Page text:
How ‘Parentese’ Helps Develop Your Baby’s Language Skills

“Parentese is that slower, higher-pitched, overly-exaggerated way of speaking to babies that you see most adults using. We open our eyes wider, put on big smiles, and over-enunciate the words we’re saying.” //

Baby talking, or ‘parentese’ is more than just a way to amuse babies. It is a critical component in developing their language skills too! The impact will come from how often we talk parentese to our children and how robust our vocabulary is with them. Other important factors include the pitch we use, our vocal speed and more.

Baby talk – also known as infant-directed speech, or “parentese” – is a focus of a new study at Western University Sydney’s new BabyLab.

Marina Kalashnikova, a researcher in infancy studies with Western University of Sydney’s BabyLab, says that “parentese” is much more than just a cute way of talking to babies.”

“Parents increase the pitch of their voice, which maintains the attention of their babies more, and makes the task of learning language easier,” she says. “Parents also exaggerate the pronunciation of sounds in their speech.” //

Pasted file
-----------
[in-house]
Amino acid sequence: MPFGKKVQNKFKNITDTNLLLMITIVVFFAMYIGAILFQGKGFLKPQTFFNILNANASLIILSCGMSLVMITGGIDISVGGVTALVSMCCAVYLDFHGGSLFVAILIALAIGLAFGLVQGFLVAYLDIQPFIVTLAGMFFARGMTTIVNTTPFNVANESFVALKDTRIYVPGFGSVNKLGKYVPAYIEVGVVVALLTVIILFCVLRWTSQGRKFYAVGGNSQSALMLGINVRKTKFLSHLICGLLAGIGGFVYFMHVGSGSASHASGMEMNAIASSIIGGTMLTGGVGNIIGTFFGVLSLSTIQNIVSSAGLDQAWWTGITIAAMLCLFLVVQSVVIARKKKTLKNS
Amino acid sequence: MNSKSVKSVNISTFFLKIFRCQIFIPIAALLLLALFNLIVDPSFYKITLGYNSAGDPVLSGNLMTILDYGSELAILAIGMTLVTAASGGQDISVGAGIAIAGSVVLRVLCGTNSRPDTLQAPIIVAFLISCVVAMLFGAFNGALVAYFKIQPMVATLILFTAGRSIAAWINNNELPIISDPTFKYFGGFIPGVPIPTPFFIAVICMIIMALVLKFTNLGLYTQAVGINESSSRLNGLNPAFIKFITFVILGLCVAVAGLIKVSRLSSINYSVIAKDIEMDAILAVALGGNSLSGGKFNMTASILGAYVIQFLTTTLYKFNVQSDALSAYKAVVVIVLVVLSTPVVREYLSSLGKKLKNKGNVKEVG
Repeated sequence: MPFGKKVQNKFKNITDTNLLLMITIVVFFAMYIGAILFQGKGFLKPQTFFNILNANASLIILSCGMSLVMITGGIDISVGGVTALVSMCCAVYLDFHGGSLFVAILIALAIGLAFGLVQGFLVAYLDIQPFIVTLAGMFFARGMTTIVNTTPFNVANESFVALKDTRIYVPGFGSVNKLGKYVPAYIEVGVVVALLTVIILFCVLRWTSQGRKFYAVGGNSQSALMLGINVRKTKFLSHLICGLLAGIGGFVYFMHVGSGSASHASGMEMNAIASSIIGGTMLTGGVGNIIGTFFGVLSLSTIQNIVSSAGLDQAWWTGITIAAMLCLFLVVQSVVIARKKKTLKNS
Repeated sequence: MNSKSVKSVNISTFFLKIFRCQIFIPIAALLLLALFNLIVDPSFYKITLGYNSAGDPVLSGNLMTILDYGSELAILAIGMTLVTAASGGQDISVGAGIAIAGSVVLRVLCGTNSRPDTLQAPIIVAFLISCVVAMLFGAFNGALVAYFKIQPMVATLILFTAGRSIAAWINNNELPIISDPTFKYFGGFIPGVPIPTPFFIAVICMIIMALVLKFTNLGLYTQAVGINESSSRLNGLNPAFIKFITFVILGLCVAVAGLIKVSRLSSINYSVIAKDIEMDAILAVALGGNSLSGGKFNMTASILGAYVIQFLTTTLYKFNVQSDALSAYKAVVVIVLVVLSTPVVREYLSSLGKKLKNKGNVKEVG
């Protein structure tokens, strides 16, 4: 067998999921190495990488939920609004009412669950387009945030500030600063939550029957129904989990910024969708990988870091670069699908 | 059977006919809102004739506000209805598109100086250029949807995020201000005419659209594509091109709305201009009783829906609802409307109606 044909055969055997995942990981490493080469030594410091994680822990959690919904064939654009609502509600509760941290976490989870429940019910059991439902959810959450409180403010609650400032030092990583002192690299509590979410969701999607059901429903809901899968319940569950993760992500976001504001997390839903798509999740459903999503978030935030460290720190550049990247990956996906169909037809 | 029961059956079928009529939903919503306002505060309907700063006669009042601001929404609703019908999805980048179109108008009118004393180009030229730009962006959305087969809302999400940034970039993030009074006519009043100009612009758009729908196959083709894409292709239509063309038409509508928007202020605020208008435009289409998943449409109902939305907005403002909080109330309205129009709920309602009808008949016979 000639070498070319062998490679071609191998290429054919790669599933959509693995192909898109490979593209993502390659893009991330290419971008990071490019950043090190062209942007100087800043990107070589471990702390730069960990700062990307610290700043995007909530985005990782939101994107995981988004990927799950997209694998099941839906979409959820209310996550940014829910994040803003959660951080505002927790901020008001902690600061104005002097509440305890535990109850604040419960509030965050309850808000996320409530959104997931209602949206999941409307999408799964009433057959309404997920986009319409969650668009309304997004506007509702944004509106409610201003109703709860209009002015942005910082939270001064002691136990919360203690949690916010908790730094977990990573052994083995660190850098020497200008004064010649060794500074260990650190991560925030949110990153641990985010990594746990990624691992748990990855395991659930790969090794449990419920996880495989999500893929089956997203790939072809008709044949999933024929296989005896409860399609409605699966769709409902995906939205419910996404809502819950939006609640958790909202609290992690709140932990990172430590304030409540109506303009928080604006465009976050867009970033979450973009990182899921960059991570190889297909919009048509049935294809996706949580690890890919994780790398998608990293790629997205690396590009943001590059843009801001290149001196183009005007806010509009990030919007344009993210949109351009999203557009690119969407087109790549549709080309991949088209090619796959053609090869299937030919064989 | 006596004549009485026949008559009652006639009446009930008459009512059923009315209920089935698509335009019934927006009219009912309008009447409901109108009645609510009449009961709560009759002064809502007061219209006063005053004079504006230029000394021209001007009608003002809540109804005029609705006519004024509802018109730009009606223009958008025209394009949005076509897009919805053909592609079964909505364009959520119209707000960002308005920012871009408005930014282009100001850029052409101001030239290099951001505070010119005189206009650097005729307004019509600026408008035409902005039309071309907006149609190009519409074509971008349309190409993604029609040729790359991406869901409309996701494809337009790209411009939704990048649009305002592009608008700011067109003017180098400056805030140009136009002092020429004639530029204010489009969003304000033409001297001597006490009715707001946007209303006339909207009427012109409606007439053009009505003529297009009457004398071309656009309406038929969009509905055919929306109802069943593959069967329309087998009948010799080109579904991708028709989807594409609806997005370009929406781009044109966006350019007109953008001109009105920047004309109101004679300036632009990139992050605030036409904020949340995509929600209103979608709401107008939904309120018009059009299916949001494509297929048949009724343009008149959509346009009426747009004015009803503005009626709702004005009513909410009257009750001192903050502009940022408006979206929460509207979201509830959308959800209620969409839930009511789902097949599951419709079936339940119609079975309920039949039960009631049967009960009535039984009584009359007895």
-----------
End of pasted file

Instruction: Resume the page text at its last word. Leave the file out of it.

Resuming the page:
She goes on to say that the amount of time that parents spend talking to their babies every day varies greatly across different families, but that the more talking they hear when engaged one on one, the better and more positive an impact develops in regards to their language growth.


Baby Talking

It’s important to remember that talking ‘around’ your baby doesn’t constitute the effective use of parentese. It needs to be actual face to face interaction, where they can also observe your lips moving and are actively engaged in looking at your face and hearing what you’re saying.

Most babies will say their first words at around 12 months of age, and will generally talk about what’s closest to them, such as mom or dad. Many of them will even say their cat or dog’s name!



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